breakfast, condiment, sweet, winter

Lime and Persimmon Marmalade

 Marmalade is a creation that is both sweet and tart- and I like to make my own as I prefer it more on the tart side. Especially when heavily slathered with hot butter and toasted baguette!

This recipe uses limes which add a heavy citrus note, and is paired with persimmons. If you don’t know what persimmons are, they’re a large fruit that sort of looks like a yellow/orange tomato, with a sweet and starchy flesh. They’re very tasty and sweet on their own, but yield a softened flavour when cooked.

One of my colleagues introduced me to persimmons, as she ate them often when she was a child. Be careful of the variety you choose when making this recipe, however, as certain varieties are very astringent, and others are quite firm so they won’t soften into a jammy texture. I recommend the Hachiya variety, which are recognized by their longer shape and soft, juicier flesh.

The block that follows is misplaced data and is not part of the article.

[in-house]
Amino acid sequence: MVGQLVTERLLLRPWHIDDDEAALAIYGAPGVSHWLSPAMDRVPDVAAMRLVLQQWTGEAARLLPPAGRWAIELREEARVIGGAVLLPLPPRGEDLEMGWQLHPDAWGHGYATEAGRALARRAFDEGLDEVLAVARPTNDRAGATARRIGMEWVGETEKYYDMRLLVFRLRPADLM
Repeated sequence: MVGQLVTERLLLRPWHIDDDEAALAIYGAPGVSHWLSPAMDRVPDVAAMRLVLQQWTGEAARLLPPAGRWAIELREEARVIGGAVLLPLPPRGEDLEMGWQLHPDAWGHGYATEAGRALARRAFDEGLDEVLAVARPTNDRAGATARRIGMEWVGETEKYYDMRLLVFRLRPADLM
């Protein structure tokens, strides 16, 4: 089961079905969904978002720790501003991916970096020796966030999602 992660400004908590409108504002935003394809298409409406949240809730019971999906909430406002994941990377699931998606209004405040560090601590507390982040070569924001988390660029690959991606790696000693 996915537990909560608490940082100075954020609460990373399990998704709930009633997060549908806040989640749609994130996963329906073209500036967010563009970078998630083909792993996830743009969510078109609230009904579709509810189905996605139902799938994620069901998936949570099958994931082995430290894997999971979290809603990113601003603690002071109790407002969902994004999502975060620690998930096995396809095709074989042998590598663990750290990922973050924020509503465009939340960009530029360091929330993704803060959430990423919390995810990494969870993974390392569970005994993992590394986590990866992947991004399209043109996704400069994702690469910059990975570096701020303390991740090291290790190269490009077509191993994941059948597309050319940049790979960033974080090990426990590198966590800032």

Make this recipe in the dead of winter, or when you would really like a summery treat. It’ll brighten up your day, even if there isn’t any sunshine!


Lime and Persimmon Marmalade


  • 5-6 limes, sliced thinly
  • 5-6 persimmons, sliced thinly (Hachiya variety)
  • 2 cups granulated sugar


  1. Add ingredients to a large pot and bring to boil; reduce to a simmer. Cook for 30-45 minutes or until the juices have congealed (see how to test this below).
  2. Remove from heat and distribute them into 8 sterilized jars. If sealing, use your preferred method. I prefer this method {outside link}.

Makes 8 250mL jars.
If unsealed, the marmalade can keep from a couple weeks to a couple months
If sealed, it can last up to two years unopened.

How to test if your marmalade has congealed:  put a drop of the confection on a plate and putting it in the freezer for 5 minutes. Remove from the freezer and tilt the plate at a 90 degree angle for 5-10 seconds. If the jam runs or shifts, it isn’t ready. You will know when it is ready when it doesn’t move.